For the evaluation of the disclosure risk of anonymised data we use a robust Mahalanobis distancebased metric [35], which is estimated by the dRiskRMD function from the sdcMicro package in R [36]. This approach counts the number of ‘risky’ observations associated with higher probability of reidentification. Risky observations are those that have not been sufficiently perturbed and are located in the same vicinity as their original values (i.e., in very close proximity, and below an accepted threshold). In particular, it takes into account outliers and rare combinations of variables; these are usually at higher risk of identification in comparison to, for example, observations closer to centre of the mass of a dataset.
The algorithm that estimates the disclosure risk first calculates the robust Mahalanobis distance between each observation in the original dataset (a vector) and the mean vector of the original data. It then generates an interval around each (multivariate) original observation, where the length of the interval is defined by its squared robust Mahalanobis distance scaled by a constant, \(w_1\). These intervals create (possibly multidimensional) boxes around each observation. This scalar is a weight for adjusting the influence of the robust Mahalanobis distance and is chosen by the data custodian. Using this algorithm, we estimate two risks of disclosure.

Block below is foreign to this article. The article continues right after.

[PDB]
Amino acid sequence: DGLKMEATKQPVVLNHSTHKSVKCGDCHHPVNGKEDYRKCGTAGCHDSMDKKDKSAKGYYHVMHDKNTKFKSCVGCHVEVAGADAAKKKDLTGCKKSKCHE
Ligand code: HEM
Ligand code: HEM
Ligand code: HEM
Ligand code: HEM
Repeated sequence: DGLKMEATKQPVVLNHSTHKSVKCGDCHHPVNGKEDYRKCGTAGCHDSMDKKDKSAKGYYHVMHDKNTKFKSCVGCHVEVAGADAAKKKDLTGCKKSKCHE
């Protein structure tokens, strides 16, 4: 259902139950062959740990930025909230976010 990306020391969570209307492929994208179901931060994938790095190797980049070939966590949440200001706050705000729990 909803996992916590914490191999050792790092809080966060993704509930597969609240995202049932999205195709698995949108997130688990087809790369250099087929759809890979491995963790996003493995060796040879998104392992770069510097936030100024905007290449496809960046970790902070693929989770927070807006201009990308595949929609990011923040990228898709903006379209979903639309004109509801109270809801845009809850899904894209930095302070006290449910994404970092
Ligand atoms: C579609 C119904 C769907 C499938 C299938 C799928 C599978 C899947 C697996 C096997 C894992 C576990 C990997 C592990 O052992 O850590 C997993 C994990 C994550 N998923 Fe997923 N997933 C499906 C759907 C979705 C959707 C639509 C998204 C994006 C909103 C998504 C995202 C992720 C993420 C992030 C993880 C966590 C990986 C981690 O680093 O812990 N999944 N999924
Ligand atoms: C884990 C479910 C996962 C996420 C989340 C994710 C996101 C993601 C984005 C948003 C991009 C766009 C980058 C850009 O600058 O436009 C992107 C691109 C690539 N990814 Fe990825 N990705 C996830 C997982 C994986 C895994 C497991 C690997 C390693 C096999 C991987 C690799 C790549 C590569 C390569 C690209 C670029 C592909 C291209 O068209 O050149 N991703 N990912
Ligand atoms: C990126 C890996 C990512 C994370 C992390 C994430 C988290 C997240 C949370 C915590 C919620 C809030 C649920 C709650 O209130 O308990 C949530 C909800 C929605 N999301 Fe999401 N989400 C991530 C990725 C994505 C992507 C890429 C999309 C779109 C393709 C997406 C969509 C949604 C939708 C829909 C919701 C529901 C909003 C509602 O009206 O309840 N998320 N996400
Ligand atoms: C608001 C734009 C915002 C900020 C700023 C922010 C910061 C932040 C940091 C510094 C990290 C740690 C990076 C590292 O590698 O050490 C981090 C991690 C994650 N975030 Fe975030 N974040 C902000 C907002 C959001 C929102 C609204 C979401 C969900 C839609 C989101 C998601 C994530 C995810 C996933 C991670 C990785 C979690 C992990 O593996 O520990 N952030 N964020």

The first risk of disclosure, risk1, is defined as the proportion of the anonymised values that fall into the intervals of their corresponding original values. Observations that fall within the intervals are considered potentially unsafe. The second metric, risk2, looks further at each observation flagged by risk1: it checks whether there are m other observations from the anonymised dataset very close to it, and computes the proportion of observations that are both at risk (according to risk1) and do not have m other observations close by. Note that risk2 will always therefore be at least as small as risk1. We use Euclidean distances here, and ‘close’ means being within some scalar \(w_2\) of the observation. The idea here is that if more than m points are ‘close’ to the observation then we consider this observation as safe. The parameters m and \(w_2\), are chosen by the data custodian.
Applications
The Titanic passengers’ data
Our first application illustrates the deterministic procedure through the anonymisation of a sample of Titanic passengers data. The dataset was obtained from Kaggle (https://www.kaggle.com/c/titanic/data) and includes 12 variables for 891 Titanic passengers. Our aim is to model the survival of passengers onboard the Titanic. We exclude three variables that are not considered important in predicting survival: ticket and the cabin numbers, and the trichotomous indicator of where the passengers embarked on the ship (Cherbourg, Southampton, or Queenstown).